Crops in Crisis: Oregon Strawberries
What happens to a nation’s farmers when the amount of imported food doubles within 10 years? In the United States, the value of agricultural products coming from overseas soared from $30 billion in 1995 to $60 billion last year.
Larry Thompson‚ family has grown strawberries in Boring, Oregon since 1947, when ‚five acres was all you needed to make a living.” Today, imports from Mexico and Chile make turning a profit more difficult.
Last year, $220 million worth of strawberries were imported into the United States, and only $1.5 million were grown domestically. The low wages paid to farm workers abroad make imported berries cheaper. Thompson used to sell his berries to processors, but now with prices so low, he only sells directly to the public.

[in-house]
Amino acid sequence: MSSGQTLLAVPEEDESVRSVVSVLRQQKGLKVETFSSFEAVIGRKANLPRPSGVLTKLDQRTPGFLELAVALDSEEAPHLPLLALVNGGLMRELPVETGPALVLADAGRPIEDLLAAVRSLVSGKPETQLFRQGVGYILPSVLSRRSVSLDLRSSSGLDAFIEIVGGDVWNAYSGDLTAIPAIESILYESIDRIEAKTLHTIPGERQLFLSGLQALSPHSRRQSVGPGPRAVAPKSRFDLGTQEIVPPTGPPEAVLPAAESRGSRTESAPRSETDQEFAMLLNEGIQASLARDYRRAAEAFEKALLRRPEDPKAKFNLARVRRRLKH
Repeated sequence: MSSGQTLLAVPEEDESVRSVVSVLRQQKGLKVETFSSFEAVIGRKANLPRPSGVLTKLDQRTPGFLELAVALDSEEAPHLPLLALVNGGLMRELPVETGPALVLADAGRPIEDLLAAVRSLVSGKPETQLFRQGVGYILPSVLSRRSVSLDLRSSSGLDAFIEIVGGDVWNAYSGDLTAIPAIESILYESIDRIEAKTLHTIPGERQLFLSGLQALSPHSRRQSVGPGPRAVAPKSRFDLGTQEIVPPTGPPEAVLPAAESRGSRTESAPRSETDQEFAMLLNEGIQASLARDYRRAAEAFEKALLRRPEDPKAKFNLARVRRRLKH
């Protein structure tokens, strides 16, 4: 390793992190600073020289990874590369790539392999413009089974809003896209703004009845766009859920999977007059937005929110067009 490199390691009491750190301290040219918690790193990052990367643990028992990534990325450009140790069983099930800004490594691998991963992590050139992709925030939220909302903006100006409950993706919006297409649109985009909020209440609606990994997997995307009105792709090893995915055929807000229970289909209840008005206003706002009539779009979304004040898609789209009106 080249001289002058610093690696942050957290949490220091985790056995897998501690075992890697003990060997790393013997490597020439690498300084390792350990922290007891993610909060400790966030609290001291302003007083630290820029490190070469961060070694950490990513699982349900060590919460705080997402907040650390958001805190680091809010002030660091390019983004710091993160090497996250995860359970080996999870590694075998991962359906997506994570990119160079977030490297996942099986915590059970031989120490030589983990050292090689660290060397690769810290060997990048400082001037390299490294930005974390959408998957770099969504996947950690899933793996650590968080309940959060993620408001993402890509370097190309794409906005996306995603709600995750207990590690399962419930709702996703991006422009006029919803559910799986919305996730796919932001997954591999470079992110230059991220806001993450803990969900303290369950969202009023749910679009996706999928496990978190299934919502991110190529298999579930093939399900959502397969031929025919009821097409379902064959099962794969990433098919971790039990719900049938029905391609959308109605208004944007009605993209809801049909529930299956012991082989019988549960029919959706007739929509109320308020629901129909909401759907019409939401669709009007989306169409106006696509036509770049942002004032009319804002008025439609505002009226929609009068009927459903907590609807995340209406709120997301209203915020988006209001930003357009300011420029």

To grow strawberries today, ‚you have to love it,” says Thompson, who now works seven days or 96 hours a week to keep up. Many farmers have given up the crop all together. If this trend continues, Oregonians could lose all access to local berries.
Food & Water Watch regularly profiles crops in crisis on our website and in our Food Alert newsletter. To find out what you can do to protect local food, sign up for our email lists and tell Congress to expand country-of-origin-labeling.